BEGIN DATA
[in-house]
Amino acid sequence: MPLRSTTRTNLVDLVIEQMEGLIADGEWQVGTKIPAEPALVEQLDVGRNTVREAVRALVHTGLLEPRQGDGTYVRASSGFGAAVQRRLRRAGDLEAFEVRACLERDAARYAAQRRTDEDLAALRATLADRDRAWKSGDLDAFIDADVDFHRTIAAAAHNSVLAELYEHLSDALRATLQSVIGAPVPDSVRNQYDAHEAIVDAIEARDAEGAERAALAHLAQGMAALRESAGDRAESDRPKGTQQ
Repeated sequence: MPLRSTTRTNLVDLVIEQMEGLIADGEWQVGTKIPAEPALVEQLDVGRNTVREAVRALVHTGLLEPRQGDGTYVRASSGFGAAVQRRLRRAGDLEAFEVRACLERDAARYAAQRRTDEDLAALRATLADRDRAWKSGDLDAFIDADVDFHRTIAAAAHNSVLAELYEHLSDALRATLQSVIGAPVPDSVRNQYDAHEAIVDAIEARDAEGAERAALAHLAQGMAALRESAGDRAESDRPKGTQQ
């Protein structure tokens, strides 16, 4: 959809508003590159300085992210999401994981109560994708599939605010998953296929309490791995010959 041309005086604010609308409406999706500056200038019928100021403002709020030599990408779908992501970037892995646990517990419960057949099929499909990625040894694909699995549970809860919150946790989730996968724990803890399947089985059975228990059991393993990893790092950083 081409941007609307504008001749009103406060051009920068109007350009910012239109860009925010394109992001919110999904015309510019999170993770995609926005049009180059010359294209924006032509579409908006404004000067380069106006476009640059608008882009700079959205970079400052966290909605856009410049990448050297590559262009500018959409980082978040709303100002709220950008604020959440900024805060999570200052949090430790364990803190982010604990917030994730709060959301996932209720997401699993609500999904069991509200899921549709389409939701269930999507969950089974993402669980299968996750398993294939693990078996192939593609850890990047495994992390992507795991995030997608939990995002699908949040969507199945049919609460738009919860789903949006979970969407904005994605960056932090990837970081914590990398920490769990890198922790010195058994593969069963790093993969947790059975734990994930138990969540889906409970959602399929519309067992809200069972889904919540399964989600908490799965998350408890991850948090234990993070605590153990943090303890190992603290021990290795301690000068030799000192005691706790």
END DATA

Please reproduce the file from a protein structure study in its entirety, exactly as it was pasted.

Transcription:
[in-house]
Amino acid sequence: MPLRSTTRTNLVDLVIEQMEGLIADGEWQVGTKIPAEPALVEQLDVGRNTVREAVRALVHTGLLEPRQGDGTYVRASSGFGAAVQRRLRRAGDLEAFEVRACLERDAARYAAQRRTDEDLAALRATLADRDRAWKSGDLDAFIDADVDFHRTIAAAAHNSVLAELYEHLSDALRATLQSVIGAPVPDSVRNQYDAHEAIVDAIEARDAEGAERAALAHLAQGMAALRESAGDRAESDRPKGTQQ
Repeated sequence: MPLRSTTRTNLVDLVIEQMEGLIADGEWQVGTKIPAEPALVEQLDVGRNTVREAVRALVHTGLLEPRQGDGTYVRASSGFGAAVQRRLRRAGDLEAFEVRACLERDAARYAAQRRTDEDLAALRATLADRDRAWKSGDLDAFIDADVDFHRTIAAAAHNSVLAELYEHLSDALRATLQSVIGAPVPDSVRNQYDAHEAIVDAIEARDAEGAERAALAHLAQGMAALRESAGDRAESDRPKGTQQ
């Protein structure tokens, strides 16, 4: 959809508003590159300085992210999401994981109560994708599939605010998953296929309490791995010959 041309005086604010609308409406999706500056200038019928100021403002709020030599990408779908992501970037892995646990517990419960057949099929499909990625040894694909699995549970809860919150946790989730996968724990803890399947089985059975228990059991393993990893790092950083 081409941007609307504008001749009103406060051009920068109007350009910012239109860009925010394109992001919110999904015309510019999170993770995609926005049009180059010359294209924006032509579409908006404004000067380069106006476009640059608008882009700079959205970079400052966290909605856009410049990448050297590559262009500018959409980082978040709303100002709220950008604020959440900024805060999570200052949090430790364990803190982010604990917030994730709060959301996932209720997401699993609500999904069991509200899921549709389409939701269930999507969950089974993402669980299968996750398993294939693990078996192939593609850890990047495994992390992507795991995030997608939990995002699908949040969507199945049919609460738009919860789903949006979970969407904005994605960056932090990837970081914590990398920490769990890198922790010195058994593969069963790093993969947790059975734990994930138990969540889906409970959602399929519309067992809200069972889904919540399964989600908490799965998350408890991850948090234990993070605590153990943090303890190992603290021990290795301690000068030799000192005691706790």